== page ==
What Does Career Transitioning And Picking A Major Have In Common?
But whether you are actively trying to find some career transitioning tips to help you out of the professional doldrums, or you’re trying to decide on the right major, you’ll learn a lot by pursuing the “what ifs” to their logical end.
That’s why we’ve sought out the expertise of Kim Mackenzie, VP of marketing for IndieReign. In a recent post on the topic of career transitioning on the Quora website, she had this to say. (Her words are in bold.)
Career Transitioning Tip #1: Don’t be afraid of trying out a few new careers before you hit on the right one.
Picking A Major Translation: If your counselor is telling you that you’re better off sticking with your original major and to not even consider switching to another degree plan, discount that advice immediately. While that can be the case, let’s put this into the perspective of a 16- or 18-year-old.
You still live at home. You’ve never been outside of your hometown. You have very few hobbies, and the ones you do have, you’re not making any money at them. Your understanding of the rights and responsibilities aren’t fully matured. To have to pick a course that you will follow for the rest of your life at this age is absurd.
Now, once you do get to college, your mind should be actively seeking out things you enjoy and trying to figure out ways to monetize. But it’s very difficult to choose the right major without first finding out what you DON’T like.
Career Transitioning Tip #2: Do your homework. Research different areas which interest you and seek out people in that field who do great work. Ask them out for a quick coffee and make damn sure that you know a decent amount about their background, have a handful of clear questions, and ask for two other people in their field who might be willing to meet with you.
Picking A Major Translation: Start thinking about the world from a perspective that goes beyond what your teachers and your parents have told you. Observe people who are doing the kind of work you’d like to be doing. Ask if you can job shadow them. Be respectful of what they do and their time. Soak up all the info you can about how they found their way to the profession. Most professionals and successful organizations are happy to help the curious and thoughtful student because they see in you a potential employee, and they appreciate students who care so much about their futures.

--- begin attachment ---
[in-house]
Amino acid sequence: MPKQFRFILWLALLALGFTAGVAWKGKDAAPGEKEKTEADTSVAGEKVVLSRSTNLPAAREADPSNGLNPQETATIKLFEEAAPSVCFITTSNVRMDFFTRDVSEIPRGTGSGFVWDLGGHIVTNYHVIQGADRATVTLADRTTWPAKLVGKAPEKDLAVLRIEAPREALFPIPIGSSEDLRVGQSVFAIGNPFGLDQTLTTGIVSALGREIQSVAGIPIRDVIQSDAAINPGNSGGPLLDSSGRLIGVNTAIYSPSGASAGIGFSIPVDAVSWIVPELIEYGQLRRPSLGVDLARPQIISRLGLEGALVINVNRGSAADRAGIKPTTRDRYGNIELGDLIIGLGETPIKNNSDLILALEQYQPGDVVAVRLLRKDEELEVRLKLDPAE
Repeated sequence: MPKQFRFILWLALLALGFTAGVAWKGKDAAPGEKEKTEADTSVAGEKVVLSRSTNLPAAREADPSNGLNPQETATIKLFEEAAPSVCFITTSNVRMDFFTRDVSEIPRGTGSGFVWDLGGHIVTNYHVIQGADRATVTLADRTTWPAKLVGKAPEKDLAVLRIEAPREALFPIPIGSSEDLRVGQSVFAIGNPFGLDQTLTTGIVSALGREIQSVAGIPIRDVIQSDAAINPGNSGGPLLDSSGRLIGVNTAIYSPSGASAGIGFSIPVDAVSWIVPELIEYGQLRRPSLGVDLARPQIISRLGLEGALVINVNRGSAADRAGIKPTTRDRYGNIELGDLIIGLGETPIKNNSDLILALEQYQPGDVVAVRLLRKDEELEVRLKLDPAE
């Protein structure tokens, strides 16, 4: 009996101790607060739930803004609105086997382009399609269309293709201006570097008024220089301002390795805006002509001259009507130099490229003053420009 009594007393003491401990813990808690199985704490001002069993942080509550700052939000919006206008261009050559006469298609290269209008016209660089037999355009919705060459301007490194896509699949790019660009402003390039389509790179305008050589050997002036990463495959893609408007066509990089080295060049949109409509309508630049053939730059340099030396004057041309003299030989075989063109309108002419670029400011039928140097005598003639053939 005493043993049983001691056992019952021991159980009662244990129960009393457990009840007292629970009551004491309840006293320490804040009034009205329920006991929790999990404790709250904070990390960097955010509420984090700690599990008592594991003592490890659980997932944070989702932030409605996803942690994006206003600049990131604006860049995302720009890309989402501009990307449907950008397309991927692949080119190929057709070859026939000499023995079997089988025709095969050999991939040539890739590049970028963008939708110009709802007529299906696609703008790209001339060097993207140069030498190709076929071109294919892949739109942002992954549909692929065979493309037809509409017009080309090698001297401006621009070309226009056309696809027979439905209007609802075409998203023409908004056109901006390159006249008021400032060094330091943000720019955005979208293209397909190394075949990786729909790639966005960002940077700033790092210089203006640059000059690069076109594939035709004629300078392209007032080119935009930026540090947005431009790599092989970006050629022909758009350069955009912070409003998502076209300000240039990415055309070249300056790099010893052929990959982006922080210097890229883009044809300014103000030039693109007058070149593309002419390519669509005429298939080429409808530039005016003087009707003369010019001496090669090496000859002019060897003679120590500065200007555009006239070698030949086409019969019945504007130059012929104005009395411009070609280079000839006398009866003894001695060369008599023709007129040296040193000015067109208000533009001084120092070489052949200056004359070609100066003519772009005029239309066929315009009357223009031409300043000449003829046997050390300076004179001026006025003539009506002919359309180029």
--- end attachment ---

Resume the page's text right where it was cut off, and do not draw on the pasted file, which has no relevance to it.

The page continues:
Career Transitioning Tip #3: It takes a lot of effort and time. If you don’t like the idea of cutting into your Netflix time or working on weekends don’t even bother.
Picking A Major Translation: You can get away with being lazy in junior high and some in high school, though we wouldn’t suggest it. But when you receive that diploma, you’re officially responsible for every decision that you make the rest of your life. This requires a shift in thinking. You’ve got to start turning off the carefree part of your brain and tuning in to the ambitious side. No one can do it for you.
Career Transitioning Tip #4: Have a great understanding of what you can bring to the table. Know your strengths and skills. Hiring a professional resume writer can dramatically speed up the process on this one.
Picking A Major Translation: Think back to what you were good at in high school or what held your interest. What topics/subjects/concepts did you actually look forward to using? Were there any classes that held your attention? If you can’t find at least one thing, then the blame is on you. Public education is free and it’s all-encompassing of the human experience. You don’t have to like all of it, but there must be something that you connected with during that time; if not, then you can’t blame anyone but yourself. When considering this question, think very hard. Take some time to yourself and resolve that you will focus on your high school experience. Then, ask yourself the question: what is the major that best exemplifies my set of interests?
Career Transitioning Tip #5: Once you’ve figured out what career path you want to pursue, get a personal project up and running. Just jump in there and give it a go. This works on a lot of different levels. It shows others that you’re serious, you show yourself that you’ve chosen the right field, and people are generally curious about personal projects. It opens up conversations like you wouldn’t believe.
Picking A Major Translation: Some students think they’re immune from this, or they don’t think outside the box enough to know how to go about it. The ones who embrace it, however, prove they’re ahead of the pack. For students interested in being their own boss, a summer landscaping business would be a “project example.” One boy I know wanted to be in the publishing business so he started his own comic book distributorship as a junior in high school. Still another worked part-time in the office of her dad’s trucking company whenever she wasn’t in school. You don’t have to be successful at it, but you do have to strive for success. Find a project that embodies something you wish to do later in life and take a crack at it. It will open your mind to professional possibilities that you often miss out on inside of a classroom.
Picking a major and career transitioning are not so different. You have to go through a rigorous evaluation process in order to find the path that will work best for you. Sometimes you’ll fail, but each failure leads you closer to a success. What steps have you taken to choose a major? Share your thoughts and ideas in our comments section, and best of luck if you’re still in the middle of the search!